Module 1: What is Autism?


In this module, we will provide a general overview of the characteristics, prevalence, and diagnostic criteria of autism spectrum disorder (ASD).

Module 1 Objectives

  • Describe the characteristics of autism.
  • Explain why autism is a "spectrum" disorder.
  • Describe the prevalence of autism.
  • Describe demographics of autism.
  • List two possible causes of autism.

Module 1 Topics

  • What is autism spectrum disorder (ASD)?
  • How often does autism appear in boys and girls?
  • What might be the cause of autism?

Autism is a complex neurodevelopmental disorder that affects multiple areas of daily life functions.

  • "Neurodevelopmental" means that the causes of autism are rooted in early brain development and functioning.
  • "Daily life functions" include communication, social interactions, behavior, self-care, independent living, education, and employment.


The official term for this condition is "autism spectrum disorder"(ASD), but we also use the more general term "autism." Throughout the modules that you are viewing, we will use these terms interchangeably. You may have heard of other terms associated with autism, such as Asperger syndrome and pervasive developmental disorder not otherwise specified (PDD-NOS). Before 2013, multiple subtypes of ASD were recognized, including Asperger syndrome and PDD-NOS. In 2013, Asperger syndrome and other subtypes were merged into the single category of ASD.

Individuals with ASD have certain common areas of difficulty that affect functioning in varying degrees. To be diagnosed with ASD, an individual must exhibit difficulties in communication, social interactions, and behavior. We will discuss specific characteristics in each of those categories in Modules 3, 4, and 5. Some individuals have severe impairments in those areas which have substantial effects on daily life functioning. Other individuals have only mild impairments. Some people with ASD have IQ scores consistent with severe intellectual disability while others have IQ scores much higher than the average IQ found in people without autism. Some individuals with ASD also have other areas of impairment, including intellectual disabilities, or physical health problems such as seizure disorders and sleep difficulties.

Because ASD symptom severity can range from mild to severe, individuals with ASD are all very different. There is not one profile or set of characteristics that easily applies to all people with autism. Therefore, the term "Autism Spectrum Disorder" is used because the word spectrum highlights the wide range of abilities, challenges, and characteristics of people with ASD.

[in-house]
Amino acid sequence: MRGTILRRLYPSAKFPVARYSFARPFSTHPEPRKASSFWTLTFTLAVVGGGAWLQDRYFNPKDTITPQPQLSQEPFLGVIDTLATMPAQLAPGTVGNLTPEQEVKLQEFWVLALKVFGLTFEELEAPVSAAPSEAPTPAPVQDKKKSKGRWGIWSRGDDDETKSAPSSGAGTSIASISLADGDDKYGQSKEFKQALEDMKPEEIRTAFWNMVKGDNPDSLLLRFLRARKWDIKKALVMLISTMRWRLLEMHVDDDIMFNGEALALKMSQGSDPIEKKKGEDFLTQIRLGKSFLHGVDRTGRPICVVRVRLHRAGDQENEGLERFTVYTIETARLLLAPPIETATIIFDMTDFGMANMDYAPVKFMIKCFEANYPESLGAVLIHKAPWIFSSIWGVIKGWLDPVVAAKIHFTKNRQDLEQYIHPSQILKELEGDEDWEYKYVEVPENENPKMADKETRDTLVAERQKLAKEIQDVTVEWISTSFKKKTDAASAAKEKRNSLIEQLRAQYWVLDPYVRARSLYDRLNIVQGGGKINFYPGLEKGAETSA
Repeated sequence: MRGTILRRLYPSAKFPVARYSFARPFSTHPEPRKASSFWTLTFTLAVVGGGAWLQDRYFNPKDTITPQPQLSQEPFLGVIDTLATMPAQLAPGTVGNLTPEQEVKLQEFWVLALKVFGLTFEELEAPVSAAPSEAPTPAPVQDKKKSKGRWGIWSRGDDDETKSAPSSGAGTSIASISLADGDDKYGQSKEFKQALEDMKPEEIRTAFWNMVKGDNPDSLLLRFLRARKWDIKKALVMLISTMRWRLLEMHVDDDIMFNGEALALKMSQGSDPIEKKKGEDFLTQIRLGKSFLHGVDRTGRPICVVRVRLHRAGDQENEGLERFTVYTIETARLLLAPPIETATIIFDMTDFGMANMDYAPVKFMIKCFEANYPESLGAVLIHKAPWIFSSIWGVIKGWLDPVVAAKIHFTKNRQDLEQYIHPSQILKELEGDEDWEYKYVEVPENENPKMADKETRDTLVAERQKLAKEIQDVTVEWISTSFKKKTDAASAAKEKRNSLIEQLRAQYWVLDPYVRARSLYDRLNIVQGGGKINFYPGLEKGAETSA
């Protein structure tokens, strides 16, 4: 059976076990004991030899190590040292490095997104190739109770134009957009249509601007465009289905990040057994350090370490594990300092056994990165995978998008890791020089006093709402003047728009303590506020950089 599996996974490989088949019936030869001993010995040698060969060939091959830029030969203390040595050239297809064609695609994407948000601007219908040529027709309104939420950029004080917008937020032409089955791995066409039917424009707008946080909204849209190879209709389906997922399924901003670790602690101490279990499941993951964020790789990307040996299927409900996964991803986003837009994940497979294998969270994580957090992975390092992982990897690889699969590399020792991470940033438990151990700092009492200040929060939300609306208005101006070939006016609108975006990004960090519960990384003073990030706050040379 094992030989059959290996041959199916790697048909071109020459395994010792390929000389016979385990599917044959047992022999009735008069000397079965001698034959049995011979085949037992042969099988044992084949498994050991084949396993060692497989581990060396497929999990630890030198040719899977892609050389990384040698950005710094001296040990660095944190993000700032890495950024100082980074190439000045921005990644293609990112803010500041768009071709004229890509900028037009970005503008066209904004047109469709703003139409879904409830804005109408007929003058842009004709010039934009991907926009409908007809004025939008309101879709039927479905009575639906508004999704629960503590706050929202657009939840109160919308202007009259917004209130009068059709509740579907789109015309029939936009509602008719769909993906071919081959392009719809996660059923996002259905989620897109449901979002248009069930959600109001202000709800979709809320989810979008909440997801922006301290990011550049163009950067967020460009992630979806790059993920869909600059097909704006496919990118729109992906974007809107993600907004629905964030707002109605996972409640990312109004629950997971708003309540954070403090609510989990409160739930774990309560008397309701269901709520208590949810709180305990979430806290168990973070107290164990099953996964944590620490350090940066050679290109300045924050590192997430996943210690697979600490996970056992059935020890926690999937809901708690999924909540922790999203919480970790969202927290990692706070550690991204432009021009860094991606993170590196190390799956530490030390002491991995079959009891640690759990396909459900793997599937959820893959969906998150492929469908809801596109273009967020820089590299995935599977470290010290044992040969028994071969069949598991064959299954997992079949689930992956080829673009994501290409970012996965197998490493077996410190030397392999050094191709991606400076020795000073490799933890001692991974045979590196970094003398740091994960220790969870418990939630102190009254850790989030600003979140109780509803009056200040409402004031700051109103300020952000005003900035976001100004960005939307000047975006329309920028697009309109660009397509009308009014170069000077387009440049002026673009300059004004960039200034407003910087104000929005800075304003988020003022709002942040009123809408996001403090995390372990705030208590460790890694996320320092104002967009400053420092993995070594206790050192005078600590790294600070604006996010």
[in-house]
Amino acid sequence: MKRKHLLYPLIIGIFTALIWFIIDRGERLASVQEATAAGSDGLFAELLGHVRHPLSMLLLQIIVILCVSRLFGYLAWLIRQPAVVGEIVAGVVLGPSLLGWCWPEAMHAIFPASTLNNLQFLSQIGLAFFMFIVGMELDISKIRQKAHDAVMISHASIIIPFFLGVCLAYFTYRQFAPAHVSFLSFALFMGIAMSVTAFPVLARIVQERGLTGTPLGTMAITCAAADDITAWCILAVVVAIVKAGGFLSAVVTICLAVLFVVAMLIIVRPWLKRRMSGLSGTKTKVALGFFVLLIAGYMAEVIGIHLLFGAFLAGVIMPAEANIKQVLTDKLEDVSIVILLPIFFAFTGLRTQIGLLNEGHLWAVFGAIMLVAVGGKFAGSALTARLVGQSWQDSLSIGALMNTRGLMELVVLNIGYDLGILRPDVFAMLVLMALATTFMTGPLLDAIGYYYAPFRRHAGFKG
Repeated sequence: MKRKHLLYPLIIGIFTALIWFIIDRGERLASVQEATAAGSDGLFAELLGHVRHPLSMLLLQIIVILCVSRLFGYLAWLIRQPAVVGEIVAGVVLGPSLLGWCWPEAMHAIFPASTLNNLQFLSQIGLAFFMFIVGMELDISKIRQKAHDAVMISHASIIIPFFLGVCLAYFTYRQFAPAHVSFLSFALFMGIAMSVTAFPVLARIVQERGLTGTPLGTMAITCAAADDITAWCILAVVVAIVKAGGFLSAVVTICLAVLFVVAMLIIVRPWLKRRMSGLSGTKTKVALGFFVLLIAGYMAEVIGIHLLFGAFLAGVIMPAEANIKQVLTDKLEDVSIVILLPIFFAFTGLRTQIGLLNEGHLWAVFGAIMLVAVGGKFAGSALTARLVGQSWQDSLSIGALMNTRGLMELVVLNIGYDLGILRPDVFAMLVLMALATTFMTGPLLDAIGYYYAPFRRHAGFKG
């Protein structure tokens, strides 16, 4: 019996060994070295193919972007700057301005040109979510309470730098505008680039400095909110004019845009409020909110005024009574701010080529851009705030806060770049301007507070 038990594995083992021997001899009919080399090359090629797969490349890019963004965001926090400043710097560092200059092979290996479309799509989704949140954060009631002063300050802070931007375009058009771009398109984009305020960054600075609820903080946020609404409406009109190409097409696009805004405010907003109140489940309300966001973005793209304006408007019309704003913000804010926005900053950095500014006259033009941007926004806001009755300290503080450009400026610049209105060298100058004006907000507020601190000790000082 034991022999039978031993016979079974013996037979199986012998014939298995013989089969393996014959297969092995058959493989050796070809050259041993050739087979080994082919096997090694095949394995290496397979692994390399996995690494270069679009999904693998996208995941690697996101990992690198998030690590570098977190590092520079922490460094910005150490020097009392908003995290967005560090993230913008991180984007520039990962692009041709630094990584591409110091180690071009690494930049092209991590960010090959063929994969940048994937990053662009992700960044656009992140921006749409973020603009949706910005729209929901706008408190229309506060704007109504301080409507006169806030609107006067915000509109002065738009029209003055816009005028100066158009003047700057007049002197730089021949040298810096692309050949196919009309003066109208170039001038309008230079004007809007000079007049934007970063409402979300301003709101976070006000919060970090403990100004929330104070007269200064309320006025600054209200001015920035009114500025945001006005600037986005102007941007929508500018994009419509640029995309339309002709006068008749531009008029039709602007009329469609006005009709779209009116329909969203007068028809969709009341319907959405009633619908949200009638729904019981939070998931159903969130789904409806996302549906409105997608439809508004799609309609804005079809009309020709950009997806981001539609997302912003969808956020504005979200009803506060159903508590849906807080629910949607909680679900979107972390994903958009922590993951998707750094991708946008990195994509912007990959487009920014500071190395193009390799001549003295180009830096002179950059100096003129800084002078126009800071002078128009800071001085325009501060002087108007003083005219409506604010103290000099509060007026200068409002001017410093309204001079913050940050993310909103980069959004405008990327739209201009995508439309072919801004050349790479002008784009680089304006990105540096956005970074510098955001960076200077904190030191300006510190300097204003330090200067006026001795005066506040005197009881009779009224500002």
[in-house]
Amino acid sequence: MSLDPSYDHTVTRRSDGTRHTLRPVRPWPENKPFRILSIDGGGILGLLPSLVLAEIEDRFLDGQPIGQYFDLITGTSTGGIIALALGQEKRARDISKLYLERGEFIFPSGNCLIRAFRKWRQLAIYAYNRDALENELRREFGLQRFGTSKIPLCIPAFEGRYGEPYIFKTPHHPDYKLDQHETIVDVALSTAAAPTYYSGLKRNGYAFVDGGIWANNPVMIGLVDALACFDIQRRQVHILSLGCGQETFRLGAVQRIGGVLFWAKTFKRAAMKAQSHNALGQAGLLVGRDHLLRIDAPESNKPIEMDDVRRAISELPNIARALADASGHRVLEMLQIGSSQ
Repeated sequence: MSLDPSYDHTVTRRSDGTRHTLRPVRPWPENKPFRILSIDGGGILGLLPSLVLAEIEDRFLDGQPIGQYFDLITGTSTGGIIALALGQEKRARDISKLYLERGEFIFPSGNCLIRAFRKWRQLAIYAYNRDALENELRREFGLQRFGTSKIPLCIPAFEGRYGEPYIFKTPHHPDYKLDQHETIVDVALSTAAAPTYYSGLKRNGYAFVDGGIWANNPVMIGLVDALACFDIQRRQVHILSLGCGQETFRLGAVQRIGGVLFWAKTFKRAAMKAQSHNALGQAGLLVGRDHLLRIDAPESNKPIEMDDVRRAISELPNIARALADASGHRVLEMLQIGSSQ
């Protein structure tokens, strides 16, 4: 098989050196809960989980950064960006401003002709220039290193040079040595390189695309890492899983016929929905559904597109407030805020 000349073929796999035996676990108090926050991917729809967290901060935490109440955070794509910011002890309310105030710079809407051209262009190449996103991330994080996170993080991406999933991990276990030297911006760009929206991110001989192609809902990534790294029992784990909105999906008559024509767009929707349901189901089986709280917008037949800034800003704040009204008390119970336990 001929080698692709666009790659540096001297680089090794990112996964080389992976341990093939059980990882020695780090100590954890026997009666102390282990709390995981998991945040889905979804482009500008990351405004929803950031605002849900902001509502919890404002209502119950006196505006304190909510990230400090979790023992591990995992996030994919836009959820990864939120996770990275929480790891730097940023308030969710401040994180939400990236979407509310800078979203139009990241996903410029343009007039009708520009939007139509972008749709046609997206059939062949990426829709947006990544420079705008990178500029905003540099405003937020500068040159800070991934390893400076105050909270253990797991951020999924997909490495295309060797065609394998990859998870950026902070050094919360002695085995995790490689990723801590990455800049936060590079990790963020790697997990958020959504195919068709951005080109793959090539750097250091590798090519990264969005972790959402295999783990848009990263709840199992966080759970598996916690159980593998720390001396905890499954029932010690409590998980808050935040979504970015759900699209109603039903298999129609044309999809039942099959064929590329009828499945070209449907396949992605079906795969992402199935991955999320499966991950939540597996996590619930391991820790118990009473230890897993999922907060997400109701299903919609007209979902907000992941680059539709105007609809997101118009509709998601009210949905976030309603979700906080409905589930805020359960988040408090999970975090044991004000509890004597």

Some individuals with ASD have unique, advanced skills in particular areas. For example, some are able to do such things as:

  • Listen to something one time (a song, commercial, movie, etc.) and know the lyrics, or every line in the commercial or movie.
  • Compute complicated math problems without pencil, paper, or calculator.
  • Draw, paint, or produce other advanced forms of art.
  • Play a musical instrument, especially a piano, without lessons or learning to read music.
  • Retain trivia and facts about a particular topic. For example, one young man is an expert in flags, and can identify virtually every flag in the world, and state facts about each flag.

For some individuals with ASD, these areas of unusual ability may provide a hobby, or may even lead to a career. Unfortunately, these highly developed skills do not always enable the individual to be successful in school, live more independently, or maintain a job.

How prevalent is autism?

According to the Centers for Disease Control and Prevention, 1 in 68 children have been diagnosed with ASD.

  • ASD occurs more often among boys (1 in 42) than girls (1 in 189).
  • ASD occurs across all demographic groups, including all racial, ethnic, and socioeconomic groups although it is less likely to be diagnosed in some minority groups than other similar developmental disorders.
  • The population of adults with ASD is growing very rapidly and the likelihood of encountering an adult with ASD increases every year.

What causes autism?

There is no clear, single cause of autism. In fact, the answer to that question is probably that there are many contributing factors to ASD, and more than one cause.

Research indicates that changes in certain genes and atypical brain development may contribute to ASD. Certain conditions that occur before and during birth may also increase the risk of ASD. Finding the cause of autism is complicated by the fact that researchers believe that autism appears as a result of a combination of genetic, neurological, and environmental factors. Thus, it appears that there is no single cause of autism.

ASD appears to run in families. Parents who have one child with autism have an increased risk of having a second child with autism. In identical twins, autism may affect each twin.

Although autism probably begins before birth while the brain is developing, symptoms are often first noticed before a child is 3 years old. There is no medical test for autism and no cure. Researchers continue to search for definitive causes and better methods for early detection of autism.

Introduction | Module 2